Chronic conditions don’t have normal business hours

It looks like an airport lounge without the rolling suitcases. There are about 20 of us cancer survivor-types fiddling with our phones or reading the newspaper. A few of us are sipping delicious contrast fluid in preparation for a scan, but most of us are waiting to meet with our oncologists for follow-up or monitoring visits. All of us are between the ages of 20 and 70 and all of us are dressed for success — or at least for our jobs.

What’s wrong with this picture? Why are employed adults spending a busy Wednesday morning waiting (and waiting) to visit our oncologists when we should be working?

We are there because our clinicians and all the services of this comprehensive cancer center operate only during standard business hours, which is also when we are usually working. This means that something’s gotta give if the growing number of us cancer survivors are to attend to the chronic conditions caused by our treatment and be monitored for recurrences. In the meantime, what’s gotta give is us, our employers and our paychecks.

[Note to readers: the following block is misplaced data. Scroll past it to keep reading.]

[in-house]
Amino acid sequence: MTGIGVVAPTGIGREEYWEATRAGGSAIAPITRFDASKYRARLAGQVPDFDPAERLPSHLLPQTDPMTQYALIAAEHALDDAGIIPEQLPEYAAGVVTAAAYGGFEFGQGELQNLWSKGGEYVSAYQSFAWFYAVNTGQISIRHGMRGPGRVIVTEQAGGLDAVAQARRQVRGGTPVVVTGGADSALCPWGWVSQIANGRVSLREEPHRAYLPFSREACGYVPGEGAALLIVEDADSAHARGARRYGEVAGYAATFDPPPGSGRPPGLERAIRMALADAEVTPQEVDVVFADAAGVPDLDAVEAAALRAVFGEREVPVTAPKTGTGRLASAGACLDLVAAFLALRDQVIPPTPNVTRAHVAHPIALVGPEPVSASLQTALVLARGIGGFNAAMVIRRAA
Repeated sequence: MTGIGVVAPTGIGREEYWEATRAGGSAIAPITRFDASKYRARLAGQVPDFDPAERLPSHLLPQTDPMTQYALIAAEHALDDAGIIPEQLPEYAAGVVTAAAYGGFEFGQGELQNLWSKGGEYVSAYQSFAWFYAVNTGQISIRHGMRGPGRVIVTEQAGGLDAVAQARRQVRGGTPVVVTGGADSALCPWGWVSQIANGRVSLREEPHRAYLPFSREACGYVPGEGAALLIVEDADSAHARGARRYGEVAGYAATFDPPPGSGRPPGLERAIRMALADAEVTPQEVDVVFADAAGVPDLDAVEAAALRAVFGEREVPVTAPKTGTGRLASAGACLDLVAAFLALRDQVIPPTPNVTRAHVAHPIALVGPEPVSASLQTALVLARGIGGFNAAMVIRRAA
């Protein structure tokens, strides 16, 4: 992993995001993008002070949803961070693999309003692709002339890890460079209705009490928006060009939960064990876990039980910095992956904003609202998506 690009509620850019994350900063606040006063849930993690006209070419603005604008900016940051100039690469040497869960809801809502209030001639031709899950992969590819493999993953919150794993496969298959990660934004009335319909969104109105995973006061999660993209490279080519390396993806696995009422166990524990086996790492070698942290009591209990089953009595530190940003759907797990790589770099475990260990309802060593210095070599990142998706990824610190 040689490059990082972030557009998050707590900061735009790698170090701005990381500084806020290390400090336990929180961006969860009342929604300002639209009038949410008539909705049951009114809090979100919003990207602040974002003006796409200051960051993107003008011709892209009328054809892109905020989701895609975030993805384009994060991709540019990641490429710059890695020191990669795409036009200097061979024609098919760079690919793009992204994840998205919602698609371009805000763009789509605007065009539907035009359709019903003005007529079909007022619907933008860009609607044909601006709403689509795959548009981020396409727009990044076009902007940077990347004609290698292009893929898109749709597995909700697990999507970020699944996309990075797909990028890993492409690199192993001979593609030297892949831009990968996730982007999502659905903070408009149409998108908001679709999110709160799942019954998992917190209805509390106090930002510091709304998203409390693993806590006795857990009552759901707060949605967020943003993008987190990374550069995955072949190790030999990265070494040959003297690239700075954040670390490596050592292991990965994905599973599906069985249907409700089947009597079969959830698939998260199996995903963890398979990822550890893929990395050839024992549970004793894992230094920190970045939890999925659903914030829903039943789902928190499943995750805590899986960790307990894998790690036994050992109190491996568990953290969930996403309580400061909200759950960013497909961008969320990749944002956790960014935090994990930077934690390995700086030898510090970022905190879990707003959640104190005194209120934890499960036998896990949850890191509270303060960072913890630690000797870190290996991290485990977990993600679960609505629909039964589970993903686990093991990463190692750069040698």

Katherine Evans, a four-time cancer survivor who works in the financial services industry in New York City, has experience with this problem. “I looked at how much time it really takes to do all the scheduling, appointments, testing, preventive care and maintenance. And I realized that most of it has to be done between 9 and 5 on a weekday. I estimate that it takes roughly 15 to 20 percent of my workweek: almost one full day every week! I count myself lucky I have an understanding manager.”

Lest we limit this problem to those privileged people who have been treated for cancer and who are still able to work, consider that over 39 percent of the U.S. working-age population — 72 million people — have at least one chronic health condition: asthma, diabetes, heart disease, depression, arthritis, HIV/AIDS. This number continues to grow.